In fact, Kurzweil claims that this evolution is already happening. It’s just that when the Turing event happens, things will begin to accelerate. But is there reason to be concerned? Afraid? Well, it seems pointless to fret too much. The genie is already out of the bottle. The best thing to do is to begin preparing humanity for this transition. 

Instead of using scare tactics, causing people to fear the possibility of being enslaved by robots, truth should be shared to put their minds at ease. After all, billions of AIs are already hard at work right now. So far, they haven’t banded together and waged war against humanity. 


Instead, AIs are helping humans improve the lives of all mankind. They are empowering humans to overcome serious medical disabilities. And when humans are able to hook-up their neocortex to the cloud, AIs will become our intellectual partners, sharing their super-intelligence with us.


What’s to fear about fellow humans who are smarter, funnier, and more creative? What’s to fear from humans that will finally be able to grasp complex science and histories that once baffled them? What’s not to love about a cybernetic cure for diseases like Parkinson’s? 


So, the gringa is looking forward to the day when I can make an appointment with my doctor to fix the epilepsy that challenges my life every single day. I look forward to less pain. I eagerly anticipate more emotional stability. Being able to scuba dive or climb the Alps without the experience resulting in my death is the gringa’s idea of real freedom.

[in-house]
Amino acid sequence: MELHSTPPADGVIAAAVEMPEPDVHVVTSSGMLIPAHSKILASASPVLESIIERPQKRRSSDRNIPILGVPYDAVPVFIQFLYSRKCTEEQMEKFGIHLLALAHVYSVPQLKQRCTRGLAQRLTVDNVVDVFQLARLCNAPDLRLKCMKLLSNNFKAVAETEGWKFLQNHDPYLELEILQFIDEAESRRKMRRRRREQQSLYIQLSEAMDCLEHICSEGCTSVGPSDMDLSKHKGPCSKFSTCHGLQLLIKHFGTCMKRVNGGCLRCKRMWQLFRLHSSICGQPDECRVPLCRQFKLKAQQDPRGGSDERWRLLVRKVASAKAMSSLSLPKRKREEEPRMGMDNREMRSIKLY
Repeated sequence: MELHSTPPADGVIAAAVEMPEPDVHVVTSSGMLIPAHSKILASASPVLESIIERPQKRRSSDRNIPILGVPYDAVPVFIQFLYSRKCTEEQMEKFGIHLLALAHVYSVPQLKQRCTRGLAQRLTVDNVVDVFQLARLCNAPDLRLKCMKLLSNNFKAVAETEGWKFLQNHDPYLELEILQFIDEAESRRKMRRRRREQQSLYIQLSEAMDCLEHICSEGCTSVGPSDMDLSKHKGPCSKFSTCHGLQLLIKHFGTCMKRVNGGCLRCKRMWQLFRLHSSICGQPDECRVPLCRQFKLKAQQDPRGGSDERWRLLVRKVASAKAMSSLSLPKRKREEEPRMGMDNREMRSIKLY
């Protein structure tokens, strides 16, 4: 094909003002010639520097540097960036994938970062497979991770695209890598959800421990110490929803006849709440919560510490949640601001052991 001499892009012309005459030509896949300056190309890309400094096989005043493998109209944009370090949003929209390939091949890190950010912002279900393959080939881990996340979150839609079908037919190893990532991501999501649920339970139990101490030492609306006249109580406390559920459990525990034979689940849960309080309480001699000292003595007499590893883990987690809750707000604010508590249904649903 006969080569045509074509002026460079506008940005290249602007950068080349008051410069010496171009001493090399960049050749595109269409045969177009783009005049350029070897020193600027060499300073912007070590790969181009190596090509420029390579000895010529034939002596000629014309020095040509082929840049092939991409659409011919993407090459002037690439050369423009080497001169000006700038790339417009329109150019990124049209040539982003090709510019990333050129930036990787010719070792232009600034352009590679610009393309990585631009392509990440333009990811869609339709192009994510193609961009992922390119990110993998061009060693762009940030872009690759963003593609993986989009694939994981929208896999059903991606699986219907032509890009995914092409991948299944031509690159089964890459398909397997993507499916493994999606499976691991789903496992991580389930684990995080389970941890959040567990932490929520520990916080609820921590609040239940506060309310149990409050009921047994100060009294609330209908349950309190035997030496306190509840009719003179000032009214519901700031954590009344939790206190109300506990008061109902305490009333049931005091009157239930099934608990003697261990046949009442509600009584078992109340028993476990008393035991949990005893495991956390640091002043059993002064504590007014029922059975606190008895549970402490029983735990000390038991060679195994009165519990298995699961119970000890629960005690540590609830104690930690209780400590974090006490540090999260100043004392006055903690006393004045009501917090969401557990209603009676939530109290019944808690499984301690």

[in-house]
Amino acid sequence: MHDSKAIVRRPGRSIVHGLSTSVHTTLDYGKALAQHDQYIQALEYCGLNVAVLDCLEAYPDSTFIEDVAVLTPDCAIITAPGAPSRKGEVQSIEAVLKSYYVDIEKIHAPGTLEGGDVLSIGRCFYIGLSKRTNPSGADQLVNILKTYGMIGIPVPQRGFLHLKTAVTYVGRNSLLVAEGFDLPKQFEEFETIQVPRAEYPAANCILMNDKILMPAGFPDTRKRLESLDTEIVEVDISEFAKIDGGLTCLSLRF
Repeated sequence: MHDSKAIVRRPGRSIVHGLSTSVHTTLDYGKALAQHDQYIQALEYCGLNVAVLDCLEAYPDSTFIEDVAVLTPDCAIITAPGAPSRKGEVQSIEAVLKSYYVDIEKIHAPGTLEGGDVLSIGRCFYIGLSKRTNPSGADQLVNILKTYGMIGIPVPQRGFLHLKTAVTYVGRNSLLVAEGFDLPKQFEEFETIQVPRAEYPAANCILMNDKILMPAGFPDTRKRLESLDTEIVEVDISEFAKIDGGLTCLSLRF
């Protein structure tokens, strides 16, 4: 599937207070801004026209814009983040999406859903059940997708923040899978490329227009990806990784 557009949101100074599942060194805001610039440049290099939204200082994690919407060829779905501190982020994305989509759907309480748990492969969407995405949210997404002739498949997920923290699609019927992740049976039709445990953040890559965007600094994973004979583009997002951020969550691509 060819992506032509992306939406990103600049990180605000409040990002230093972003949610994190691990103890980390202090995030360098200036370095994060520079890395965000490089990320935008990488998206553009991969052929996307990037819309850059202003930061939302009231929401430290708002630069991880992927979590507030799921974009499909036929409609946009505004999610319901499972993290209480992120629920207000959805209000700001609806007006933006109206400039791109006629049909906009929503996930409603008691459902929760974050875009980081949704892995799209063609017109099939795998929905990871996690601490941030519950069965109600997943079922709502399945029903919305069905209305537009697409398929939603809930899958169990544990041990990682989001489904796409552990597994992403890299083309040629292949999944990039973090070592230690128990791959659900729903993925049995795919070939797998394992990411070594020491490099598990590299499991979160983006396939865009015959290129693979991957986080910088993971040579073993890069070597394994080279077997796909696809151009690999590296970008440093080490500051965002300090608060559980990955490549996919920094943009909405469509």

Even if I am an old lady by the time the 2030’s and 2040’s roll around and make this kind of technology available, to live epilepsy free if only for a single day is worth it. The gringa may find that adventure even more exciting than flying to Mars.


Source: Futurism


Image Credit: Artist


Video Credit: Cosmology Today

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Re-Blog: What Would AI Sentience Mean?


(Originally posted 8/24/2017 on Read With The Gringa)

Fans of science fiction likely have no trouble envisioning a future filled with artificial intelligence. The question is not when an AI revolution will take place. It’s already happening before our very eyes. The real question is how sophisticated will AI become? Is sentience a real possibility? And if it is possible for sentience to occur for AI, does that mean that mathematics is the origins of life?


Rather than philosophize on robots that might begin demanding rights in the future, let’s look at numbers instead. How powerful are numbers? 


Math is used to do everything. We use math when we set our alarm clock. We use math when we cook. We use math to build everything from dog houses to galactic satellites. We use math to save lives and to take lives. And we use math to play games and create art. When you think about it, life as we know it is fundamentally reliant on mathematics down to the atomic level. But does that mean that math is reality? Math is the origins of life? Math is the meaning of life?